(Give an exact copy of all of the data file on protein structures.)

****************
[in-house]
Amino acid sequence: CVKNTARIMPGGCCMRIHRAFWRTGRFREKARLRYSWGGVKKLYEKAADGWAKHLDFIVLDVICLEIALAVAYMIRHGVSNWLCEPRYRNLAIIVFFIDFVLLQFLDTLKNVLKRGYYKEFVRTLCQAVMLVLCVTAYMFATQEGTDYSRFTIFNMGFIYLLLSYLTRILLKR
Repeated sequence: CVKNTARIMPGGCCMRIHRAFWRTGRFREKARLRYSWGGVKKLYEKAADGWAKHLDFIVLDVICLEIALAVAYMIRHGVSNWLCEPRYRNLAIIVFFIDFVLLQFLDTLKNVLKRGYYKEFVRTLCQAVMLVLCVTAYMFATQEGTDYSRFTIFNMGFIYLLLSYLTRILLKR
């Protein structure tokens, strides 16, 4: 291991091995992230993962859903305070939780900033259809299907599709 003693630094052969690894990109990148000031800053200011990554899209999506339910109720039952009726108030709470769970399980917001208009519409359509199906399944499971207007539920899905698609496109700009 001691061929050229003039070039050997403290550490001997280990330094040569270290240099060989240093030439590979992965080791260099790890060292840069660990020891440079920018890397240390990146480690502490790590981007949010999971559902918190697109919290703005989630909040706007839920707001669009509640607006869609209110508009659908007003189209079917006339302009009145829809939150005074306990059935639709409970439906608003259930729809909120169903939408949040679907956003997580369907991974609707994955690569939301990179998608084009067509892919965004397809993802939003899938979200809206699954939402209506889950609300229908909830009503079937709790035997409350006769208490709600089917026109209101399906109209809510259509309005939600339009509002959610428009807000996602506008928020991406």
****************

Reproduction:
[in-house]
Amino acid sequence: CVKNTARIMPGGCCMRIHRAFWRTGRFREKARLRYSWGGVKKLYEKAADGWAKHLDFIVLDVICLEIALAVAYMIRHGVSNWLCEPRYRNLAIIVFFIDFVLLQFLDTLKNVLKRGYYKEFVRTLCQAVMLVLCVTAYMFATQEGTDYSRFTIFNMGFIYLLLSYLTRILLKR
Repeated sequence: CVKNTARIMPGGCCMRIHRAFWRTGRFREKARLRYSWGGVKKLYEKAADGWAKHLDFIVLDVICLEIALAVAYMIRHGVSNWLCEPRYRNLAIIVFFIDFVLLQFLDTLKNVLKRGYYKEFVRTLCQAVMLVLCVTAYMFATQEGTDYSRFTIFNMGFIYLLLSYLTRILLKR
């Protein structure tokens, strides 16, 4: 291991091995992230993962859903305070939780900033259809299907599709 003693630094052969690894990109990148000031800053200011990554899209999506339910109720039952009726108030709470769970399980917001208009519409359509199906399944499971207007539920899905698609496109700009 001691061929050229003039070039050997403290550490001997280990330094040569270290240099060989240093030439590979992965080791260099790890060292840069660990020891440079920018890397240390990146480690502490790590981007949010999971559902918190697109919290703005989630909040706007839920707001669009509640607006869609209110508009659908007003189209079917006339302009009145829809939150005074306990059935639709409970439906608003259930729809909120169903939408949040679907956003997580369907991974609707994955690569939301990179998608084009067509892919965004397809993802939003899938979200809206699954939402209506889950609300229908909830009503079937709790035997409350006769208490709600089917026109209101399906109209809510259509309005939600339009509002959610428009807000996602506008928020991406």